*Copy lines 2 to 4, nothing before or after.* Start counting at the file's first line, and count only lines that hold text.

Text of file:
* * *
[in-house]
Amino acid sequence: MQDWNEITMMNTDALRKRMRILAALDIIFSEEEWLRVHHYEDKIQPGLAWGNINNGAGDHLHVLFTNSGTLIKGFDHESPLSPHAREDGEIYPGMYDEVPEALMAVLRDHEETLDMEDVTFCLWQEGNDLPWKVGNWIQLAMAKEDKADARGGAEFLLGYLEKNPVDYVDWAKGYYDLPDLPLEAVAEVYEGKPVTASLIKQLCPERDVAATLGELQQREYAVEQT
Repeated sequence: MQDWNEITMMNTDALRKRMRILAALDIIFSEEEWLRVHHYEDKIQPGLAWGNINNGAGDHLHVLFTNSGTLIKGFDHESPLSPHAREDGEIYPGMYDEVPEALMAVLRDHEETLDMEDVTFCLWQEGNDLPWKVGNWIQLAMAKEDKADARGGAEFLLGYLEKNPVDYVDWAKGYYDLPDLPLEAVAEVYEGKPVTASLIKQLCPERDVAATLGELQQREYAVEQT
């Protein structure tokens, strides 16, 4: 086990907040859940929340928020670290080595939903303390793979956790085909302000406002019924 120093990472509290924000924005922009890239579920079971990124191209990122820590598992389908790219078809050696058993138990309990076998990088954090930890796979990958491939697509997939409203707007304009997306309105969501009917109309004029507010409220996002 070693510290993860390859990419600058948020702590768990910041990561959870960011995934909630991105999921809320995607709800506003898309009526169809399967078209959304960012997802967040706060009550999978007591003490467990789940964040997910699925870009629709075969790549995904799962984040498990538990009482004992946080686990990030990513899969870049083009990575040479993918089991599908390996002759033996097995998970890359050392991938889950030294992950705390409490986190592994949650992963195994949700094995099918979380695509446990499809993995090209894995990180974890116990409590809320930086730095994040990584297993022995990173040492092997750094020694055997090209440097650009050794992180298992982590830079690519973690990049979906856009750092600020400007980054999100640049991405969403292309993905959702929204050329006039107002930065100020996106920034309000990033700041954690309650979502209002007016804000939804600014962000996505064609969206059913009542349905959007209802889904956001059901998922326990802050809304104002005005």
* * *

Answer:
Amino acid sequence: MQDWNEITMMNTDALRKRMRILAALDIIFSEEEWLRVHHYEDKIQPGLAWGNINNGAGDHLHVLFTNSGTLIKGFDHESPLSPHAREDGEIYPGMYDEVPEALMAVLRDHEETLDMEDVTFCLWQEGNDLPWKVGNWIQLAMAKEDKADARGGAEFLLGYLEKNPVDYVDWAKGYYDLPDLPLEAVAEVYEGKPVTASLIKQLCPERDVAATLGELQQREYAVEQT
Repeated sequence: MQDWNEITMMNTDALRKRMRILAALDIIFSEEEWLRVHHYEDKIQPGLAWGNINNGAGDHLHVLFTNSGTLIKGFDHESPLSPHAREDGEIYPGMYDEVPEALMAVLRDHEETLDMEDVTFCLWQEGNDLPWKVGNWIQLAMAKEDKADARGGAEFLLGYLEKNPVDYVDWAKGYYDLPDLPLEAVAEVYEGKPVTASLIKQLCPERDVAATLGELQQREYAVEQT
């Protein structure tokens, strides 16, 4: 086990907040859940929340928020670290080595939903303390793979956790085909302000406002019924 120093990472509290924000924005922009890239579920079971990124191209990122820590598992389908790219078809050696058993138990309990076998990088954090930890796979990958491939697509997939409203707007304009997306309105969501009917109309004029507010409220996002 070693510290993860390859990419600058948020702590768990910041990561959870960011995934909630991105999921809320995607709800506003898309009526169809399967078209959304960012997802967040706060009550999978007591003490467990789940964040997910699925870009629709075969790549995904799962984040498990538990009482004992946080686990990030990513899969870049083009990575040479993918089991599908390996002759033996097995998970890359050392991938889950030294992950705390409490986190592994949650992963195994949700094995099918979380695509446990499809993995090209894995990180974890116990409590809320930086730095994040990584297993022995990173040492092997750094020694055997090209440097650009050794992180298992982590830079690519973690990049979906856009750092600020400007980054999100640049991405969403292309993905959702929204050329006039107002930065100020996106920034309000990033700041954690309650979502209002007016804000939804600014962000996505064609969206059913009542349905959007209802889904956001059901998922326990802050809304104002005005």